Net lending as a percentage of disposable income is estimated at 4.3 and 3.7 per cent in 2020 and 2021 respectively, which are the highest levels since 2005.

Infection control measures have been very extensive and have led to a fall in domestic economic activities in several periods during the last two years. One of the effects has been modest consumption development, while public transfers have helped keep disposable income high and generated extraordinarily high surpluses and savings. In turn, savings have generated high financial investment. Bank deposits have seen a particularly large increase in the two-year period, but net securities acquisitions have also increased, and particularly in 2021.

Reduced lending rates and the temporary easing of lending regulations have kept household debt growth up in 2020, but debt growth slowed somewhat in 2021. Interest charges on loans in banks and mortgage companies fell in 2020 and 2021 due to the lowering of lending rates after the key policy interest rate was reduced to zero per cent in spring 2020. The policy rate was however increased again in September 2021, which pushed up lending rates in the banking sector at the end of the year.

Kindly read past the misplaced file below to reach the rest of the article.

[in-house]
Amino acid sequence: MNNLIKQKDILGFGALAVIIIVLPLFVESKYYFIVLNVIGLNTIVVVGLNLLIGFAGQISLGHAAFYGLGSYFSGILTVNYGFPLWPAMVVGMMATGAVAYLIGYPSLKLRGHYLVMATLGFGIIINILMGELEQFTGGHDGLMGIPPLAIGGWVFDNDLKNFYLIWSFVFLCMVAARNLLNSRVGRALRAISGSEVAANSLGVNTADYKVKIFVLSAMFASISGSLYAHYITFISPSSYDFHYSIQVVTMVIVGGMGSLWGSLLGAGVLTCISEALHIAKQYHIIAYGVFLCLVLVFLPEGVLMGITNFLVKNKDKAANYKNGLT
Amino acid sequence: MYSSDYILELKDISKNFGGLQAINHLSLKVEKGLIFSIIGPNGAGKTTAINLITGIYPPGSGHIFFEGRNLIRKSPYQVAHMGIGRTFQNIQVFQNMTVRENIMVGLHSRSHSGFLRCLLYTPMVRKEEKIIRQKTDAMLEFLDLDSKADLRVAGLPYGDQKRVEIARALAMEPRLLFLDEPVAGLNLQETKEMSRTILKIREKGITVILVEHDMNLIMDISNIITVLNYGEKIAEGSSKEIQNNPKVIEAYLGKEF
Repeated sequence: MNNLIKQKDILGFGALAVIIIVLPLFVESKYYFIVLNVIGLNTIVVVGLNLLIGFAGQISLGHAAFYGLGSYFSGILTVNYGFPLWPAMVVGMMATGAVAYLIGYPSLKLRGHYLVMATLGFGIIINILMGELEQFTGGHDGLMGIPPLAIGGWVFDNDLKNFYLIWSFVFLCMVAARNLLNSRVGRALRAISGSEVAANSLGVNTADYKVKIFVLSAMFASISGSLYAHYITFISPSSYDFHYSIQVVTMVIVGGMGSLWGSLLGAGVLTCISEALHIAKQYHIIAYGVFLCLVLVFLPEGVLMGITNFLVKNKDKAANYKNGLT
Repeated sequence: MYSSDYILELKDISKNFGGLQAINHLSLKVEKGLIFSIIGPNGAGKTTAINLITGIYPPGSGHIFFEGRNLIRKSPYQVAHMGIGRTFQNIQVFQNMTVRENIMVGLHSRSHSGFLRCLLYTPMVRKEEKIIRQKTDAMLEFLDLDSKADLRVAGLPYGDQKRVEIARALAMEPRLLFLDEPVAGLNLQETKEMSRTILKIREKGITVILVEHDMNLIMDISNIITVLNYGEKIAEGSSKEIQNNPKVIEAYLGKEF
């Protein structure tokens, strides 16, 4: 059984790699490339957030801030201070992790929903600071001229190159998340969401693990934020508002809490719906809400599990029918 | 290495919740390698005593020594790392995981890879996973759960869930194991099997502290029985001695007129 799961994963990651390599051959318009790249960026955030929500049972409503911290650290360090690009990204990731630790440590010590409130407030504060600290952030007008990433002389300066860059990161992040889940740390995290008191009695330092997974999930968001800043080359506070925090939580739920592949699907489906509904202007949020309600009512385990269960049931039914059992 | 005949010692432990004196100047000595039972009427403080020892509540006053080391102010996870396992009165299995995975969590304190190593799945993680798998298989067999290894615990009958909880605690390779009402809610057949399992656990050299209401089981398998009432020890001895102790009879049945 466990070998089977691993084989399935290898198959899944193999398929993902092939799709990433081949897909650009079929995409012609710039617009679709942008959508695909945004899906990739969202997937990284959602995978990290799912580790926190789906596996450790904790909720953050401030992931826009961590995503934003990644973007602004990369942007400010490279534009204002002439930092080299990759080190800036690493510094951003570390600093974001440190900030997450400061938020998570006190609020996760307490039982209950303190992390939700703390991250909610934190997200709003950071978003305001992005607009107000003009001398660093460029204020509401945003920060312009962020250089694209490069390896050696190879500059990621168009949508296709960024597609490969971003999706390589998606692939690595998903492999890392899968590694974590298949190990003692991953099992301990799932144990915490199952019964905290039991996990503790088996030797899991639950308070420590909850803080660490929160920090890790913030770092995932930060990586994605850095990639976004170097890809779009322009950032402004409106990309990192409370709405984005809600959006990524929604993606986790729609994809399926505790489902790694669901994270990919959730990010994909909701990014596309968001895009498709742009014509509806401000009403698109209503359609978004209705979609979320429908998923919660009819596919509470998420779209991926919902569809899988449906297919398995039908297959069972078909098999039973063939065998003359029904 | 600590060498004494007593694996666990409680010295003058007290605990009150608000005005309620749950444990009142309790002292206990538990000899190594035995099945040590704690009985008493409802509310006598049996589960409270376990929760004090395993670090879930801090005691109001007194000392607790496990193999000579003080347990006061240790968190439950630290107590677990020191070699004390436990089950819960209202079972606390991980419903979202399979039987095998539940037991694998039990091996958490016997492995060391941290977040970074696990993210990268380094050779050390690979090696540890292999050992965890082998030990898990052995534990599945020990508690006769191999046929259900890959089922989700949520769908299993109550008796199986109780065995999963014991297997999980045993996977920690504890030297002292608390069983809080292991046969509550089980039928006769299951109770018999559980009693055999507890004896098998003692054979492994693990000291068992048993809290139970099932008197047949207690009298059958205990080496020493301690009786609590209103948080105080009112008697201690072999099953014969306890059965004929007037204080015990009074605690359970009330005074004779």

Increased market values on listed securities and high net lending have contributed to an unusually large increase in households' net financial assets. The increase is illustrated by the net financial asset income ratio as a percentage of disposable income. The ratio has increased by 15 percentage points in the last two-year period and was estimated at about 95 per cent of disposable income at the end of 2021. This the highest level on record in the entire time series since the fourth quarter of 1996.